Since 1987, there have been miracles on the mountains of Colorado during the National Disabled Veterans Winter Sports Clinic. Co-hosted by DAV and the VA, this event gives hundreds of severely ill and injured veterans the opportunity to challenge their abilities and change the course of their lives.
This year, The Today Show experienced this life-changing event first-hand. The video crew shadowed the participant athletes through a variety of adaptive sports and activities including skiing, scuba diving, rock climbing and sled hockey.
The talk show’s anchors were in awe as they watched Navy veteran Laurie Wood reclaim her spirit through sled hockey after a spinal cord injury changed her life in the blink of an eye.
“It sounds cliché, but adaptive sports saved my life,” said Wood, a first-time participant. “I really thought I’d never be able to play hockey or be active again. I can’t tell you how good it feels to be back on the ice.”
Army sergeant Kristian “Deno” Cedeño, who lost his right leg to an IED while deployed in Afghanistan, returned to the clinic for a second time after receiving 2013’s DAV Freedom Award, an honor given to the participant who best epitomizes the spirit of the National Disabled Veterans Winter Sports Clinic and refuses to give up.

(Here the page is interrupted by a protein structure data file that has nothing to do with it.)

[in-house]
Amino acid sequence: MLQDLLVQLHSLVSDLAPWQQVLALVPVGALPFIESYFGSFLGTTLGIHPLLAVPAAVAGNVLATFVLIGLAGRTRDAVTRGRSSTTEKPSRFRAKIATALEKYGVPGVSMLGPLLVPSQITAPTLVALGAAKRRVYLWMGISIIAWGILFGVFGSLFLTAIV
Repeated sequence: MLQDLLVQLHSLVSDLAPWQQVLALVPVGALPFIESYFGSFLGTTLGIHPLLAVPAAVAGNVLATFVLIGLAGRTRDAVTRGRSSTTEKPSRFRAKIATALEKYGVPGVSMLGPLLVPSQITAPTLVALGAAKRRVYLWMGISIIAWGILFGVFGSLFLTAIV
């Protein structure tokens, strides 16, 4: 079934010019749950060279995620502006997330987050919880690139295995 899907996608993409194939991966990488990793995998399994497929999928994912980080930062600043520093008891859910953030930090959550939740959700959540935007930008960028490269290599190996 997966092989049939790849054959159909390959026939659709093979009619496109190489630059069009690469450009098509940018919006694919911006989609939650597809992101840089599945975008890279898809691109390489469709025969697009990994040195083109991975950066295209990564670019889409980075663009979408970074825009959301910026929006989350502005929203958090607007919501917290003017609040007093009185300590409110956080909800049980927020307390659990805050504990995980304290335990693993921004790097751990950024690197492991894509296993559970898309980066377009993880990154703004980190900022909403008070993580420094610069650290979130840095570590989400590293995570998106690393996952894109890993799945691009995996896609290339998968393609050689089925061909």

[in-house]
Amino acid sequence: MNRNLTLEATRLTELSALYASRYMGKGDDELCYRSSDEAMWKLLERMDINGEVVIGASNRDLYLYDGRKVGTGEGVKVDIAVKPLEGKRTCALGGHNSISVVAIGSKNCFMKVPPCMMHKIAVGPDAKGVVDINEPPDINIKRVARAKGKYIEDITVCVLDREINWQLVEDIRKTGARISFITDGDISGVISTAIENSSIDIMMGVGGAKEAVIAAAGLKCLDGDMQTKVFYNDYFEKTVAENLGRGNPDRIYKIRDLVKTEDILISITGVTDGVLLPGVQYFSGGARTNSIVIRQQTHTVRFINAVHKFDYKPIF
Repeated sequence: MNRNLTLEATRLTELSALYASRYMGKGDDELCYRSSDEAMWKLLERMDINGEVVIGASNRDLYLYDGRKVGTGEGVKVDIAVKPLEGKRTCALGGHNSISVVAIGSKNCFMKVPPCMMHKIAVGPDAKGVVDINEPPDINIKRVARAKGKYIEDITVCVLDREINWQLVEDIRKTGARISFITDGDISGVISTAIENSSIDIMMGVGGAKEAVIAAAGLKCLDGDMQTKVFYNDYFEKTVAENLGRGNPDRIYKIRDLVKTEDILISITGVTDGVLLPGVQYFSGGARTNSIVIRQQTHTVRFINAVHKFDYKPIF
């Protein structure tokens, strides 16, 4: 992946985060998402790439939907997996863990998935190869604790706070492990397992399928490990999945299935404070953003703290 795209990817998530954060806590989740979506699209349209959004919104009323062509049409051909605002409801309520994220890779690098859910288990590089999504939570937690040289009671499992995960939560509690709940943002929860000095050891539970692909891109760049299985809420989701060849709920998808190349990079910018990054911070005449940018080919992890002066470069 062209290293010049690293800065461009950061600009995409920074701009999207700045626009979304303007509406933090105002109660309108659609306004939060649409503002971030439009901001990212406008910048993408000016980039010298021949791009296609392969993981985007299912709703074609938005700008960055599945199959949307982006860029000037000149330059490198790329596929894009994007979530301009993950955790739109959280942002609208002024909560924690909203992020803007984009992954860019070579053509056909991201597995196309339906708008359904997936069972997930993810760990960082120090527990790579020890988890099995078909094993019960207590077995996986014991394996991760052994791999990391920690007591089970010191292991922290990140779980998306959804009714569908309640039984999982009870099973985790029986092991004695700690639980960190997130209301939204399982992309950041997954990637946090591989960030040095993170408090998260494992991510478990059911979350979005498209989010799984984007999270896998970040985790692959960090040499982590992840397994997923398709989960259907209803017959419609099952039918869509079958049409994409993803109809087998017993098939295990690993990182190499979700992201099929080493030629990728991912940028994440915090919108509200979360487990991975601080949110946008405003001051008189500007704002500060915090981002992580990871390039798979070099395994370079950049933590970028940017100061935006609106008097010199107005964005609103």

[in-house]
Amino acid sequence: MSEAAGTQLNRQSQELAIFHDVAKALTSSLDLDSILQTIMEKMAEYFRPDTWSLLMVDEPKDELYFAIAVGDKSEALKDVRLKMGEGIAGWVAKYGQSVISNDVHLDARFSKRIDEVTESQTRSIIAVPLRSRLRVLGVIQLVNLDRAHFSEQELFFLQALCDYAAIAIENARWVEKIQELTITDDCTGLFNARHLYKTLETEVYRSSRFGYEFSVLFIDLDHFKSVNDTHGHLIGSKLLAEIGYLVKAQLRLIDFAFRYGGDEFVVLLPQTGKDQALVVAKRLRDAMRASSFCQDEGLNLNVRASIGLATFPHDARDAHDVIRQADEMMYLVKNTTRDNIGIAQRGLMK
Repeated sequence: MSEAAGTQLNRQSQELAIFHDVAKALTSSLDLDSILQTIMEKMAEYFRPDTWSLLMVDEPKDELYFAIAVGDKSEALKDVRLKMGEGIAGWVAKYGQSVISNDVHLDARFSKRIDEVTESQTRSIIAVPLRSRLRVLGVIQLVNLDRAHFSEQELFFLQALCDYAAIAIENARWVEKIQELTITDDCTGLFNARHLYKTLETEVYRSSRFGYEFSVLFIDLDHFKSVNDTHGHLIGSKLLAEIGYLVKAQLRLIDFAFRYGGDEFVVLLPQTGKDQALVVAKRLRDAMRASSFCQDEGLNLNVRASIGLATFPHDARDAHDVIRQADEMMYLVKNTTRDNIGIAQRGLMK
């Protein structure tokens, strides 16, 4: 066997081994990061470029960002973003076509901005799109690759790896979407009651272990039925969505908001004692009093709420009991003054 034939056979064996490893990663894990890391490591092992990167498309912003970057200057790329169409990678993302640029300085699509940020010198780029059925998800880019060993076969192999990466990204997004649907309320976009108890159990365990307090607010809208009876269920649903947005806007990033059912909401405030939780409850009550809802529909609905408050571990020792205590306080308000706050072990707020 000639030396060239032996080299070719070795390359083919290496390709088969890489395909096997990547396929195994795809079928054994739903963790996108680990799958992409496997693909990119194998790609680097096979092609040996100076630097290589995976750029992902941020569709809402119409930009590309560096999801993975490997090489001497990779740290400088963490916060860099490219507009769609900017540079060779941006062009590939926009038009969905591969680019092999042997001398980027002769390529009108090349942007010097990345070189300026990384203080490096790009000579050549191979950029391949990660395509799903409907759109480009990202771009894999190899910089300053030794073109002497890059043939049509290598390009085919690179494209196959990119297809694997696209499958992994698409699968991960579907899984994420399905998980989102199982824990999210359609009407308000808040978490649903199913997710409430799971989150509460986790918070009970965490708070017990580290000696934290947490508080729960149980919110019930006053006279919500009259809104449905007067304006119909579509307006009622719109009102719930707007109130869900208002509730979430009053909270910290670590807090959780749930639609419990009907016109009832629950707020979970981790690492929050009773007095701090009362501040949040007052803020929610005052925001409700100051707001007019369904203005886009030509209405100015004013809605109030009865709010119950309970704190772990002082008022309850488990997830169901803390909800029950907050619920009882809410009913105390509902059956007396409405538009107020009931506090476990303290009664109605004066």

“I was given a second chance. So why slow down?” Cedeño said. “I owe it to the men and women on my left and right who gave me strength when I didn’t have it. So how dare I put that to waste?”
Cedeño’s fighting spirit was evident in every one of the participants at the 28th National Disabled Veterans Winter Sports Clinic. The Today Show video crew was able to capture examples of that determination and dedication to moving forward instead of turning back.
To hear more about Wood and Cedeño’s experiences at the 28th National Disabled Veterans Winter Sports Clinic, watch the below video.
Find out how you can get involved with the National Disabled Veterans Winter Sports Clinic by visiting: http://www.wintersportsclinic.org.